The nuclear industry is trying to double down despite Fukushima. We learned today that the Turkey Point Power Plant has added 400 megawatts to its capacity. Turkey Point is located in one of the most dangerous places in the world to have a nuclear power plant, right in hurricane country. It is located 25 miles south of Miami, which sees its share of hurricanes every year.
Hurricane Katrina killed thousands of people, for those of us with short memories. This is just an accident waiting to happen -- what would have happened if there had been a nuclear plant in the vicinity and it had taken a direct hit from the storm? Note that Turkey Point is located in one of the most heavily populated areas in the country; therefore, a combination of Katrina and Fukushima could possibly unleash one of the worst disasters we have ever experienced here in this country.
Normally, I believe in free enterprise, but when you have disasters like Fukushima, Chernobyl, and Three Mile Island, then there is a compelling public interest in preventing future disasters of the magnitude of these three. The nuclear industry has failed to meet the burden of proof in demonstrating that Turkey Point would be safe in the event of a direct hit from a Katrina-style hurricane. Given that Florida is in the heart of hurricane country, it is not a matter of if, but when such a disaster will strike. And given the fact of scientific man-made global warming, this is a risk that will only grow over time.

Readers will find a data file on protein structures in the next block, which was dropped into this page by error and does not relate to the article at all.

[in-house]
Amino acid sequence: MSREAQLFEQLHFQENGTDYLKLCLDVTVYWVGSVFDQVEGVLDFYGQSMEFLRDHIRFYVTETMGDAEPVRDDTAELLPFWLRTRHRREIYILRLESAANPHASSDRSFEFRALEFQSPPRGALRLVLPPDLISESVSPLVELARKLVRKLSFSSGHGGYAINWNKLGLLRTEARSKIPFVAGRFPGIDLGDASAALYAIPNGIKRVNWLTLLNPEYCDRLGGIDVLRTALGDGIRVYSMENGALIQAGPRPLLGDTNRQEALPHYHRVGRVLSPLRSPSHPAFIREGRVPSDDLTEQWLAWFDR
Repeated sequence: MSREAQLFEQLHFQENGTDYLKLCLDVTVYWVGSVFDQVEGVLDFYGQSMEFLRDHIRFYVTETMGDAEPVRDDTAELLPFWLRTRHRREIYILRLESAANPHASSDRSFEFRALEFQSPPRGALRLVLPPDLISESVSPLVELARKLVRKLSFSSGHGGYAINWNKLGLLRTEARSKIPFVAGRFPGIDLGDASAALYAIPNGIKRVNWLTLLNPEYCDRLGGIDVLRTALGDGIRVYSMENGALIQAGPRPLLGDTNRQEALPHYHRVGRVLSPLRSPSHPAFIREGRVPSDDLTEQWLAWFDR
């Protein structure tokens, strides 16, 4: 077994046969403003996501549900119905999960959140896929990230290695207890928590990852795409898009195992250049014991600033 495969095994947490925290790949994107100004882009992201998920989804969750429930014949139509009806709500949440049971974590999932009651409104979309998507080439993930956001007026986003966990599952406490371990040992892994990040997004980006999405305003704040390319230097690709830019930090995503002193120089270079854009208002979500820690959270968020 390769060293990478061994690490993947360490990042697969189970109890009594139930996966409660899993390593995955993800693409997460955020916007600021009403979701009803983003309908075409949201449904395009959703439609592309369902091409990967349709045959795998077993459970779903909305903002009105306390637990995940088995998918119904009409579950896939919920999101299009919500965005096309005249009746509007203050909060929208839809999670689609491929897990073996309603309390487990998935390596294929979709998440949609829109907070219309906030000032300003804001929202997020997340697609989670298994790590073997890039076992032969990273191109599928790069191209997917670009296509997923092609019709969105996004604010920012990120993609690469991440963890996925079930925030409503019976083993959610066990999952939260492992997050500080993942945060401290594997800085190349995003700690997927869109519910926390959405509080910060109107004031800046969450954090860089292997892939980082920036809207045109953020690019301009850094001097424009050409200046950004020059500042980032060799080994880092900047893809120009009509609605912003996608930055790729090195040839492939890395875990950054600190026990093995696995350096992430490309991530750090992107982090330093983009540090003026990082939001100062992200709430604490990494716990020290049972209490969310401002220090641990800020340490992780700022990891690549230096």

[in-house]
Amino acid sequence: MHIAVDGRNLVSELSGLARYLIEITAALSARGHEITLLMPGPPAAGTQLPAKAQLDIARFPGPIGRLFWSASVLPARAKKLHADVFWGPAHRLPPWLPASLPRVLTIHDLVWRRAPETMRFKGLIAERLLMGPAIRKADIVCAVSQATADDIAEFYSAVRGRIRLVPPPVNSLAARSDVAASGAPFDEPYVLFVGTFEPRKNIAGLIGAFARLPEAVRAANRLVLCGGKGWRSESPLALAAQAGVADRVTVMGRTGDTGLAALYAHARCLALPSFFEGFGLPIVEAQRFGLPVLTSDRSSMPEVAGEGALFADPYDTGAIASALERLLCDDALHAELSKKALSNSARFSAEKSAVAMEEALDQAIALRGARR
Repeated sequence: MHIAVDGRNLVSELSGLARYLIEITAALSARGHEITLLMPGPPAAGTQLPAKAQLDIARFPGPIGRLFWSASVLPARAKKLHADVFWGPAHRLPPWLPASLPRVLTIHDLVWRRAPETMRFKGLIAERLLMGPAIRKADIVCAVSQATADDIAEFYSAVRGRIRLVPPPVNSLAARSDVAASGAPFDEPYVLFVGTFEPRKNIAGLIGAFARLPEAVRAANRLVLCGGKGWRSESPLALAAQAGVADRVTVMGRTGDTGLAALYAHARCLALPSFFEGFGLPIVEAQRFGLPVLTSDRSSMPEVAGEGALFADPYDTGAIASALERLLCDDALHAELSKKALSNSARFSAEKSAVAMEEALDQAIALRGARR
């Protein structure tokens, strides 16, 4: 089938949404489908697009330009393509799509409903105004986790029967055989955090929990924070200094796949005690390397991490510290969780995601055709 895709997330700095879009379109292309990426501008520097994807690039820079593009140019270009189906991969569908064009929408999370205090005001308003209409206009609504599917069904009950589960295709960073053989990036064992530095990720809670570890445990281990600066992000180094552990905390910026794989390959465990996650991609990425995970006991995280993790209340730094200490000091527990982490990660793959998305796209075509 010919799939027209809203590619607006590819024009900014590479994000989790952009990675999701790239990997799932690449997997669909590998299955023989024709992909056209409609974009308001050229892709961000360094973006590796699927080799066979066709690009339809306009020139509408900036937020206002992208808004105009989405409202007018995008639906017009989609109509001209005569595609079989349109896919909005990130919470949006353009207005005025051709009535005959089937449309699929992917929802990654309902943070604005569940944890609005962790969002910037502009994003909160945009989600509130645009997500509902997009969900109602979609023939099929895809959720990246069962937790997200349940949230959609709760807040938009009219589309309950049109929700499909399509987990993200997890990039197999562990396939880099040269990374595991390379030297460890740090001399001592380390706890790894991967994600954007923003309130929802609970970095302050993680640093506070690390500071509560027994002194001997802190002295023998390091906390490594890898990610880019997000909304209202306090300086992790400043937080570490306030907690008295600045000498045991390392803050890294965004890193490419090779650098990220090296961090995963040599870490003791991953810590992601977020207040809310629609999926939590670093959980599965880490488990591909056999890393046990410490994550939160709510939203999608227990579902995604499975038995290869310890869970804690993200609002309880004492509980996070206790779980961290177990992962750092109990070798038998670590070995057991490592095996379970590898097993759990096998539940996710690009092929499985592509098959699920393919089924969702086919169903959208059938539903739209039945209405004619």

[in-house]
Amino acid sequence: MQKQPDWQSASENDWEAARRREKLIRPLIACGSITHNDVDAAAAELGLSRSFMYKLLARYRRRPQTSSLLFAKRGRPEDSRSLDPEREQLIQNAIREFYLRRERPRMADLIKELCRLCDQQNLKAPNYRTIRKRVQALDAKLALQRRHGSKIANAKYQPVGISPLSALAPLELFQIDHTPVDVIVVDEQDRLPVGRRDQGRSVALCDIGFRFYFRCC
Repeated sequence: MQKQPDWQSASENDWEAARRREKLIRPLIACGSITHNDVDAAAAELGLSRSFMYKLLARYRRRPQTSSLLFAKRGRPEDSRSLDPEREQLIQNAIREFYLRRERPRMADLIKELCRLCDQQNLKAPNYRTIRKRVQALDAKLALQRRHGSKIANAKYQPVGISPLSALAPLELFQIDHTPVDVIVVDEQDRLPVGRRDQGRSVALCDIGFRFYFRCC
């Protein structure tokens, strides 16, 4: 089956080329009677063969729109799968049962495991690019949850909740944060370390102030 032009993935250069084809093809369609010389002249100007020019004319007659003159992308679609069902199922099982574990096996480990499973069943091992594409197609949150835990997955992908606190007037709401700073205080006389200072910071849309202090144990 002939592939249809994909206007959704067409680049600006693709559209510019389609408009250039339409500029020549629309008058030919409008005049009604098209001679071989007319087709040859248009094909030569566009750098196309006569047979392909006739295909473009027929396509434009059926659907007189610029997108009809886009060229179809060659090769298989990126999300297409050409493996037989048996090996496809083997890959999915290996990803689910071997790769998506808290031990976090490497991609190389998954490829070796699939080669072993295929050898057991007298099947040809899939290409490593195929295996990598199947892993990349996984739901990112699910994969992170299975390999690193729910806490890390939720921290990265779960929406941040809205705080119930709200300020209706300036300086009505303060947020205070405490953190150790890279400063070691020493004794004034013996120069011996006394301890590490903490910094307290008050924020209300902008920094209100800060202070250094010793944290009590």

It is unacceptable for a nuclear plant to be located in any part of the country where there is substantial risk of tornadoes, earthquakes, or hurricanes unless the utility that wishes to build it meets the burden of proof that such a plant would be safe and that such a plant would be an improvement on existing plants.
Advocates of the nuclear industry present the debate as a false choice between nuclear and coal. But there is a third alternative. Let's put a solar or wind farm in every community in this country and we'll see how much of a handle we can get on our energy needs. There is no danger from mass catastrophe like there is from nuclear plants. Then, we can talk about where we need to go from here.